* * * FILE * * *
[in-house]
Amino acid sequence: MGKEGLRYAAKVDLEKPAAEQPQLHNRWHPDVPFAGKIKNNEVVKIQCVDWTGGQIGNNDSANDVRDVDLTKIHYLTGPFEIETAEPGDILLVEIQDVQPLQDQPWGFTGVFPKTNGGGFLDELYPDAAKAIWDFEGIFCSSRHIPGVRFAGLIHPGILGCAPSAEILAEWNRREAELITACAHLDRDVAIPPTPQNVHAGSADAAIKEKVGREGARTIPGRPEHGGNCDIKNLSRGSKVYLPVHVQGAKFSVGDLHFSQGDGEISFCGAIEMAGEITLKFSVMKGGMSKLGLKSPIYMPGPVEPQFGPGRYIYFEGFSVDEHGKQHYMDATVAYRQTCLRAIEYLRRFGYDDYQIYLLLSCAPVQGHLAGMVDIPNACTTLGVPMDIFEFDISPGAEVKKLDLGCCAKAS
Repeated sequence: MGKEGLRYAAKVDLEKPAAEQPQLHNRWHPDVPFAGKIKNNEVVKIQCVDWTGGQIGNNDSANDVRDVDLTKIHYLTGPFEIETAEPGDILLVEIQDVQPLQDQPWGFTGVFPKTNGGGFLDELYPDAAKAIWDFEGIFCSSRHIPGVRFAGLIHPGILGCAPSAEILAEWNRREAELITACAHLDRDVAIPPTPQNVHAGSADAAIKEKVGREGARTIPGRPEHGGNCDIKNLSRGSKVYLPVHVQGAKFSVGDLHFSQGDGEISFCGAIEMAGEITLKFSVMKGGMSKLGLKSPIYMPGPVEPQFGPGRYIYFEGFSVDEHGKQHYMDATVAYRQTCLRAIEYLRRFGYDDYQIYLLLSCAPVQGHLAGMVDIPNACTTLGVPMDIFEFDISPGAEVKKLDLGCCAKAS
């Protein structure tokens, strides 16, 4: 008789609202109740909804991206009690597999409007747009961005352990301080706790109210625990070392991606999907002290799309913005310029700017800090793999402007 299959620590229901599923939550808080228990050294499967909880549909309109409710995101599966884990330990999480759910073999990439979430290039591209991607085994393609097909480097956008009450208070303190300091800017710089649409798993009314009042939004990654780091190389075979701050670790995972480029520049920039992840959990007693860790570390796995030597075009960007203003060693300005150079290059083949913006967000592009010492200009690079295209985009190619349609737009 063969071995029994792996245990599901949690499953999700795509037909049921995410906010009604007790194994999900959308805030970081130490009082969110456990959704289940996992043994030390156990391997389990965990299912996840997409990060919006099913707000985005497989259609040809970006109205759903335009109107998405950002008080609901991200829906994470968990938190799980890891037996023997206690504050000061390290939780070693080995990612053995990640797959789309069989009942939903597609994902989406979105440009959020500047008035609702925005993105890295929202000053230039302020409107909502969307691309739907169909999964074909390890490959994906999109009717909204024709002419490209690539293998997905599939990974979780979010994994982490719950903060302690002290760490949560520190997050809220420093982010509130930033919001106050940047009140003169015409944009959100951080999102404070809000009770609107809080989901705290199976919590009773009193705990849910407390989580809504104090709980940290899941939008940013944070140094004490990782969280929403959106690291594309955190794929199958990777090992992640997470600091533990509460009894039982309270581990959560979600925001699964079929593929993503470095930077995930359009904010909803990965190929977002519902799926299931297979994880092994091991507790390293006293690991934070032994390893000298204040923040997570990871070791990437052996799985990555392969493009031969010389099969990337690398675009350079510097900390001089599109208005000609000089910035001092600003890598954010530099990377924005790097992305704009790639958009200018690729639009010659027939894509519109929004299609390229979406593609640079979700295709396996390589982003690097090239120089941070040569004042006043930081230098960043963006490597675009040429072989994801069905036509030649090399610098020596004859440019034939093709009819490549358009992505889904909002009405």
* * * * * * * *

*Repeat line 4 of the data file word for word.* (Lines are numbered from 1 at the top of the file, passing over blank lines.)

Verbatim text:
């Protein structure tokens, strides 16, 4: 008789609202109740909804991206009690597999409007747009961005352990301080706790109210625990070392991606999907002290799309913005310029700017800090793999402007 299959620590229901599923939550808080228990050294499967909880549909309109409710995101599966884990330990999480759910073999990439979430290039591209991607085994393609097909480097956008009450208070303190300091800017710089649409798993009314009042939004990654780091190389075979701050670790995972480029520049920039992840959990007693860790570390796995030597075009960007203003060693300005150079290059083949913006967000592009010492200009690079295209985009190619349609737009 063969071995029994792996245990599901949690499953999700795509037909049921995410906010009604007790194994999900959308805030970081130490009082969110456990959704289940996992043994030390156990391997389990965990299912996840997409990060919006099913707000985005497989259609040809970006109205759903335009109107998405950002008080609901991200829906994470968990938190799980890891037996023997206690504050000061390290939780070693080995990612053995990640797959789309069989009942939903597609994902989406979105440009959020500047008035609702925005993105890295929202000053230039302020409107909502969307691309739907169909999964074909390890490959994906999109009717909204024709002419490209690539293998997905599939990974979780979010994994982490719950903060302690002290760490949560520190997050809220420093982010509130930033919001106050940047009140003169015409944009959100951080999102404070809000009770609107809080989901705290199976919590009773009193705990849910407390989580809504104090709980940290899941939008940013944070140094004490990782969280929403959106690291594309955190794929199958990777090992992640997470600091533990509460009894039982309270581990959560979600925001699964079929593929993503470095930077995930359009904010909803990965190929977002519902799926299931297979994880092994091991507790390293006293690991934070032994390893000298204040923040997570990871070791990437052996799985990555392969493009031969010389099969990337690398675009350079510097900390001089599109208005000609000089910035001092600003890598954010530099990377924005790097992305704009790639958009200018690729639009010659027939894509519109929004299609390229979406593609640079979700295709396996390589982003690097090239120089941070040569004042006043930081230098960043963006490597675009040429072989994801069905036509030649090399610098020596004859440019034939093709009819490549358009992505889904909002009405």